by Mara Mahoney
She is ancient, this woman.
Lines cover her body.
Some the result of time
and others etched onto her skin from a time long ago.
I can barely tell them apart.
She studies my body,
stretching my skin in every direction,
marking it out with soot.
Each measurement must be exact
so my body will grow into the marks she has placed.
Davo! She commands.
I lay back on the mat.
I feel warm hands on my body.
The hands wipe me clean.
They hold my skin in position
The daubati begins.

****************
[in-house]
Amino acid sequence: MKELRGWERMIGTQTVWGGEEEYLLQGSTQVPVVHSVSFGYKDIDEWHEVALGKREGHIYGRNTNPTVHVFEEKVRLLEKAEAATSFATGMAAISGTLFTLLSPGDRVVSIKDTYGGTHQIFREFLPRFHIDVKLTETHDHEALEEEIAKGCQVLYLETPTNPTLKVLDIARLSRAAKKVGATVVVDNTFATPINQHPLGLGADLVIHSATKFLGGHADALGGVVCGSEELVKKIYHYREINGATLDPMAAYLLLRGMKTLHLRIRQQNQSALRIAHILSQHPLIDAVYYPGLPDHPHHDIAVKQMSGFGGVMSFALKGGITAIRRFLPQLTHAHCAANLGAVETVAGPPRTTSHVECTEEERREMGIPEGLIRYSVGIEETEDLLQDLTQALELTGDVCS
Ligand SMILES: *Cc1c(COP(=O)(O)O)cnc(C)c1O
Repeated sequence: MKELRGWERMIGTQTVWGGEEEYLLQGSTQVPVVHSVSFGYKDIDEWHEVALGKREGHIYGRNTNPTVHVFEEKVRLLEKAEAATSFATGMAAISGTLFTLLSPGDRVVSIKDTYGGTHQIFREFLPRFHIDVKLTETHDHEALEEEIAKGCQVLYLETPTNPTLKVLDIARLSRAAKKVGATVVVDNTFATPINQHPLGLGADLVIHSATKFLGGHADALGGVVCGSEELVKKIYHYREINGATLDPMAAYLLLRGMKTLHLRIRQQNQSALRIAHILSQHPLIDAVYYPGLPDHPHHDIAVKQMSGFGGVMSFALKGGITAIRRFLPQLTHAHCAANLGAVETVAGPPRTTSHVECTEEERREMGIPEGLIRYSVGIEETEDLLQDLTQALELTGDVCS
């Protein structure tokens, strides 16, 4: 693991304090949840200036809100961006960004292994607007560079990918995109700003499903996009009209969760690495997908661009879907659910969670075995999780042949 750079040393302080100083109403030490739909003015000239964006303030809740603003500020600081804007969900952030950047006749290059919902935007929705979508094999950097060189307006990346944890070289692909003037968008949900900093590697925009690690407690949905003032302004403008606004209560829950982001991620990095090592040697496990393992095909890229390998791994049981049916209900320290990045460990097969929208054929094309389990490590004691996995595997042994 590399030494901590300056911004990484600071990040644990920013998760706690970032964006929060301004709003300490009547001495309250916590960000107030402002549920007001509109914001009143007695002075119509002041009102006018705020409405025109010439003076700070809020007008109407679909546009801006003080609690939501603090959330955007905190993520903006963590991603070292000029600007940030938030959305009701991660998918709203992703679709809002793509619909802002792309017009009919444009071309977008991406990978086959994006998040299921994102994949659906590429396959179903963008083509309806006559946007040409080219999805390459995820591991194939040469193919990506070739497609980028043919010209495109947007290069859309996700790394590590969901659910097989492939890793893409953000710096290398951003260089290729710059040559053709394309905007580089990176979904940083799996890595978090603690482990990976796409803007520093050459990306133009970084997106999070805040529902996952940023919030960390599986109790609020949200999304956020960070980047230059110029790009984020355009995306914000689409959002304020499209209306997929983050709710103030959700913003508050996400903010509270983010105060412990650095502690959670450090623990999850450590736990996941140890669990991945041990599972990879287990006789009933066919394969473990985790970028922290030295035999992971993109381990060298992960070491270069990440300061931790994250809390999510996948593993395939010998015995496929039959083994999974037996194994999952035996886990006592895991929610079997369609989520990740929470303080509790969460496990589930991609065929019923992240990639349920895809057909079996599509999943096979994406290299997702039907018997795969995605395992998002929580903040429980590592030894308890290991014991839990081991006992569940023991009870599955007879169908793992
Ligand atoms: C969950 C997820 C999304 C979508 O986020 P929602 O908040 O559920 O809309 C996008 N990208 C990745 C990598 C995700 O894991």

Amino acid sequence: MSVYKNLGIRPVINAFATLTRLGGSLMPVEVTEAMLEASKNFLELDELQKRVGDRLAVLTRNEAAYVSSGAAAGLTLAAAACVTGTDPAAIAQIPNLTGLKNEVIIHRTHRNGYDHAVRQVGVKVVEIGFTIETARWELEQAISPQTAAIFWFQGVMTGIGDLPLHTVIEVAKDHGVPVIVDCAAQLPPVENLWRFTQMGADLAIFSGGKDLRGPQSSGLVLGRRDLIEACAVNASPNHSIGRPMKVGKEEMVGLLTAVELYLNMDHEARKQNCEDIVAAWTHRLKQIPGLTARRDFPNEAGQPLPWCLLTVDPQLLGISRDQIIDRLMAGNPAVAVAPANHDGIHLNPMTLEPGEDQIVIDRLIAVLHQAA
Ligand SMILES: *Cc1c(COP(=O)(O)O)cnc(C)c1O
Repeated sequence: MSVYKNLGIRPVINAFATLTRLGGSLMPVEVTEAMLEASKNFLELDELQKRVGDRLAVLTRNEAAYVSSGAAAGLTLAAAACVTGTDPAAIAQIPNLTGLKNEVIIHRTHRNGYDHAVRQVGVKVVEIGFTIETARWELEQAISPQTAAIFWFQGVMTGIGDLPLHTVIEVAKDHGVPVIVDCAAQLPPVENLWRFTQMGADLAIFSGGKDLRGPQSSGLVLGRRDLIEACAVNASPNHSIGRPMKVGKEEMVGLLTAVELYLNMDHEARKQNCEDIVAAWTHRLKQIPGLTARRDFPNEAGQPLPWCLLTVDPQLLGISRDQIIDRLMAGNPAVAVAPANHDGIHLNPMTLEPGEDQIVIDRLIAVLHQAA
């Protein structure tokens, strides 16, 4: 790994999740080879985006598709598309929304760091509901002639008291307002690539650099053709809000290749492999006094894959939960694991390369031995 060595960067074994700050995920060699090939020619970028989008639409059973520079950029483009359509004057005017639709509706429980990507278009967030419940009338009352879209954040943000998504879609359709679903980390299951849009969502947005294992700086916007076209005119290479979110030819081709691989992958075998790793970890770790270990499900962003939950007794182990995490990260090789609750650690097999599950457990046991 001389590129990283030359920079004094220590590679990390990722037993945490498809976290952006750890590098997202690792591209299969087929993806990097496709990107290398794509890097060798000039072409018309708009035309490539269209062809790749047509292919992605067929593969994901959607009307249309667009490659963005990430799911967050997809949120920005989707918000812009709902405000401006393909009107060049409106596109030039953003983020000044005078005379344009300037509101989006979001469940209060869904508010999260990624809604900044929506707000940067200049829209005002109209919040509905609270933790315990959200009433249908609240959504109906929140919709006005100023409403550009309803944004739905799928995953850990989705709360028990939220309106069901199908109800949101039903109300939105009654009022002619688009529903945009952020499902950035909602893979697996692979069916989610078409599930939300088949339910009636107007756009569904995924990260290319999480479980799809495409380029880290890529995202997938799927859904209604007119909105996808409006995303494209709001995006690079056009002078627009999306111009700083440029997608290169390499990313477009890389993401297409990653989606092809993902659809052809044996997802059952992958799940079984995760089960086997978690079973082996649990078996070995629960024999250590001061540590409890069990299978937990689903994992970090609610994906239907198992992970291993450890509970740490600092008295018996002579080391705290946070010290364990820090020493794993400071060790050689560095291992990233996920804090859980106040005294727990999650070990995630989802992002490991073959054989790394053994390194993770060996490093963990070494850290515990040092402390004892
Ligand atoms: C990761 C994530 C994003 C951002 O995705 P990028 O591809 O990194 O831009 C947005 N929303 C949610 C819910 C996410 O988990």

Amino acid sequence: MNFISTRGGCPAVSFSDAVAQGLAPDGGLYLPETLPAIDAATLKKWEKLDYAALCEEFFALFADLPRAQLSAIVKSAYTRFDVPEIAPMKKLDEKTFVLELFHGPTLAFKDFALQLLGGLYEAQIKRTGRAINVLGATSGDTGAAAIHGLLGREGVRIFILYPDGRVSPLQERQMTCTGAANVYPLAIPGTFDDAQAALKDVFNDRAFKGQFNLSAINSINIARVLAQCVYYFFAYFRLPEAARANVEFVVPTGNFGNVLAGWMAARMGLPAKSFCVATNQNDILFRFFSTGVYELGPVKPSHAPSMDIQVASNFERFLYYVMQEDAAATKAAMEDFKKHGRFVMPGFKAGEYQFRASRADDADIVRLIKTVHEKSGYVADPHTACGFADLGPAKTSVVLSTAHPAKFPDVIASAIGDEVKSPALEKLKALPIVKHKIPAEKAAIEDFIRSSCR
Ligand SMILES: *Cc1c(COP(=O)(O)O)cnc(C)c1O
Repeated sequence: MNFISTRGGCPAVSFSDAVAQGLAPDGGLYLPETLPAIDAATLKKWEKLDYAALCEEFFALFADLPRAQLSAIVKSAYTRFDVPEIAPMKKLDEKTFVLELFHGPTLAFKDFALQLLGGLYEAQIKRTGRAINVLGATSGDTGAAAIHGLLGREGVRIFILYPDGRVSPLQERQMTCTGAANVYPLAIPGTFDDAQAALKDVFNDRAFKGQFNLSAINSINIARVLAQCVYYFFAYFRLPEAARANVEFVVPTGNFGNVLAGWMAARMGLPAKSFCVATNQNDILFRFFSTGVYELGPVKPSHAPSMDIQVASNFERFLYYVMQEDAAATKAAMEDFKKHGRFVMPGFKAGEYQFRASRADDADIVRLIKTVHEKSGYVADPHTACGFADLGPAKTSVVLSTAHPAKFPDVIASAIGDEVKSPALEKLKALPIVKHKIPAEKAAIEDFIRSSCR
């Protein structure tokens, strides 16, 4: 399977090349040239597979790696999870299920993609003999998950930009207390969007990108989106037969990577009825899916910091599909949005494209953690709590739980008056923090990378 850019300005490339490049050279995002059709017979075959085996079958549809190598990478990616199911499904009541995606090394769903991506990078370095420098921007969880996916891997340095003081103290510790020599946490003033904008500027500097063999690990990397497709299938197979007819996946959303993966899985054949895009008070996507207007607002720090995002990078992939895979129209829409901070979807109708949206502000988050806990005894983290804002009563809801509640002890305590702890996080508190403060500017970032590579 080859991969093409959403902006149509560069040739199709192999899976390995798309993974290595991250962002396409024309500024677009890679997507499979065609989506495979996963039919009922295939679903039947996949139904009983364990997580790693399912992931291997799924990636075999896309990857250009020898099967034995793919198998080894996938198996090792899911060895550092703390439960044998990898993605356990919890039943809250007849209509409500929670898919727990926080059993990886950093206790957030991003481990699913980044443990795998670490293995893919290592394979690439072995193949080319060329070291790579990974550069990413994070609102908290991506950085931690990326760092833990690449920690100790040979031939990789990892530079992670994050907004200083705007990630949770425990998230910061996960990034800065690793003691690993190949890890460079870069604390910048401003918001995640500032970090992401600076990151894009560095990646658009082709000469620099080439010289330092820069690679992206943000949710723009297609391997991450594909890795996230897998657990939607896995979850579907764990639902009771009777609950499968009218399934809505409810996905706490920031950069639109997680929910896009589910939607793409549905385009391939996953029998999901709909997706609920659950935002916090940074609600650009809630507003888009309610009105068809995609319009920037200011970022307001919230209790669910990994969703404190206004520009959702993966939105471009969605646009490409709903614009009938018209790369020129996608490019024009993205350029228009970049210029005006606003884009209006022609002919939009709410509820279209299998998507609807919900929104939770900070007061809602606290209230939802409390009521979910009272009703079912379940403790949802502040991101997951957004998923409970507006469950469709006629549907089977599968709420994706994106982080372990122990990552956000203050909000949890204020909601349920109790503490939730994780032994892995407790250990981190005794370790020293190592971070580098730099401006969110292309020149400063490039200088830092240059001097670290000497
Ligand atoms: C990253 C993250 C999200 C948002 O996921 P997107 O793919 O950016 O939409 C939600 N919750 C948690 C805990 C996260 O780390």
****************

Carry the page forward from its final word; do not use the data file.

Ash, mixes with water, mixes with blood,
I want to scream.
Again and again the iqia pierces my skin.
Around me the women begin to sing.
They sing of the past
of how our ancestors came to this place.
They sing of the present
of our connection to the land and sea.
They sing of the future
of a young girl becoming a woman, a wife, a mother.
And as they sing the daubati works,
never pausing or wavering.
Each tap in time to each word being sung
as if transcribing them onto my skin.
After what seems like an eternity,
The daubati speaks.
“Iko sa marama”
You are a woman now.
Mara Mahoney was born and raised in Fiji. She is of Fijian, Yapese and Irish descent. She is a Pacific Island major and a strong interest of hers is art as used in Oceanic societies as a means of communication.